I have the deepest respect and high regard for Wardley Maps and the Cynefin framework. They share much of the same background and evolution. Both are extremely helpful and modern frameworks for understanding,
much like Porter’s five forces model was back in the 1980s.
I adopted the same terminology (novel, emergent, good and best) when writing about the development of governance for 2050. In the article Revising the S-Curve in an age of emergence, I used the S-curve as it has helped us on several previous journeys. It supported our understanding of adoption and growth; it can now be critical in helping us understand the development and evolution of governance towards a sustainable future. An evolutionary S-curve is more applicable than ever as we enter a new phase of emergence. Our actions and behaviours emerge when we grasp that all parts of our ecosystem interact as a more comprehensive whole.
A governance S-curve can help us unpack new risks in this dependent ecosystem so that we can make better judgments that lead to better outcomes. What is evident is that we need far more than proof, lineage and provenance of data from a wide ecosystem if we are going to create better judgement environments, we need a new platform.
The image below takes the same terminology again but moves the Cynefin framework from the four quadrant domains to consider what happens when you have to optimise for more things - as in the Peak Paradox model.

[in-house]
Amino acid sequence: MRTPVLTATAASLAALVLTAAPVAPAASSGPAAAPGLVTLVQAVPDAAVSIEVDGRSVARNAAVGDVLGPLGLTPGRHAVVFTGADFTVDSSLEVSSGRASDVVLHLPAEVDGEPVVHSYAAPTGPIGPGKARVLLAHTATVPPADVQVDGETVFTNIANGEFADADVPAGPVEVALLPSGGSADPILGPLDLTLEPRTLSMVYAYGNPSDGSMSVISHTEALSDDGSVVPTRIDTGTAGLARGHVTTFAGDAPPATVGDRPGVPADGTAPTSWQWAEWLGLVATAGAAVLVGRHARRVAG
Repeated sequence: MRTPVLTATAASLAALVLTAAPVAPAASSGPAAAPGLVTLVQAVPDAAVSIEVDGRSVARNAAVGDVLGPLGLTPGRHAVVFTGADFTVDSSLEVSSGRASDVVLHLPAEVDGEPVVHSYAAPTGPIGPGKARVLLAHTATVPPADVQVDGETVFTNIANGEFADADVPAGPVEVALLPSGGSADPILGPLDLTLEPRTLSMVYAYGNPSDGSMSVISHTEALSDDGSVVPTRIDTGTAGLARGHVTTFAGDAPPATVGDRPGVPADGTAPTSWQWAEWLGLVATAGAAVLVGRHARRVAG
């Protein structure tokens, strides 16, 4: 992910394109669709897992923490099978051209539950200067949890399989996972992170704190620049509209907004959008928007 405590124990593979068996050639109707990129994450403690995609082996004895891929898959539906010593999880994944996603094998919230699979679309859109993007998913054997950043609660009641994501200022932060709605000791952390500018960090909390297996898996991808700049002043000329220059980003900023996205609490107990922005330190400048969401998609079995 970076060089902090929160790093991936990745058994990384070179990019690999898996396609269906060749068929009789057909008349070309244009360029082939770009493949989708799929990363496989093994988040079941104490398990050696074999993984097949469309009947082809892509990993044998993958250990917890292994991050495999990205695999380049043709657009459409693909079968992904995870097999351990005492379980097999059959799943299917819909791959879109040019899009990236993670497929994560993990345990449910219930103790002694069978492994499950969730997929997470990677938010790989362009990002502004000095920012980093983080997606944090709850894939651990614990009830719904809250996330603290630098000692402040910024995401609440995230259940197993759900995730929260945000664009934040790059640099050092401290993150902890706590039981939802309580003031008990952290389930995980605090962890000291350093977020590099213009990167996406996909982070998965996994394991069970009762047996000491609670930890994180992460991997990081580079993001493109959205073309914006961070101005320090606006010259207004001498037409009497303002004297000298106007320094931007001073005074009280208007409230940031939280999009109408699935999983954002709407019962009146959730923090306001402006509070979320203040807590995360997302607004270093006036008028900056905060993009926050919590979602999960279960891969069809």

The yellow outer disc is about optimising for single outcomes and purposes. In so many ways, this is simple as there is only one driving force, incentive or purpose, which means the relationship between cause and effect is obvious.
The first inner purple ring recognises that some decision-making has a limited number of dependent variables. System thinking is required to unpick, but it is possible to come up with an optimal outcome.
The pink inner ring is the first level where the relationship between cause and effect requires analysis or some form of investigation and/ or the application of expert knowledge. This is difficult and requires assumptions, often leading to tension and conflict. Optimising is not easy, if at all possible.
The inner black circle - where peak paradox exists. Complexity thrives as the relationship between cause and effect can only be perceived in hindsight. Models can post-justify outcomes but are unlikely to scale or be repeatable. There is a paradox because the same information can have two (or more) meanings and outcomes.
The joy of any good framework is that it can always give new understanding and insight. What a Wardley Map then adds is movement, changing of position from where you are to where you will be.
Why does this matter?
Because what we choose to optimise for is different from what a team of humans or a company will optimise for. Note I use “optimise”, but equality could be “maximise”. These are the yin/yan of effectiveness and efficiency, a continual movement. The purpose ideals are like efficacy - are you doing the right thing?
What we choose to optimise for is different from what a team of humans or a company will optimise for.
We know that it is far easier to make a decision when there is clarity of purpose. However, when we have to optimise for different interests that are both dependent and independent - decision-making enters zones that are hard and difficult. It requires judgement. In complexity is where leadership can shine as they can move from simple and obvious decision-making in the outer circle to utilising collective intelligence of the wider team as the decisions become more complex. Asking “what is going on here” and understanding it is outside a single person's reach. High functions and diverse teams are critical for decisions where paradoxes may exist.
When it gets towards the difficult areas, leadership will first determine if they are being asked to optimise for a policy or to align to an incentive; this shines the first spotlight on a zone where they need to be.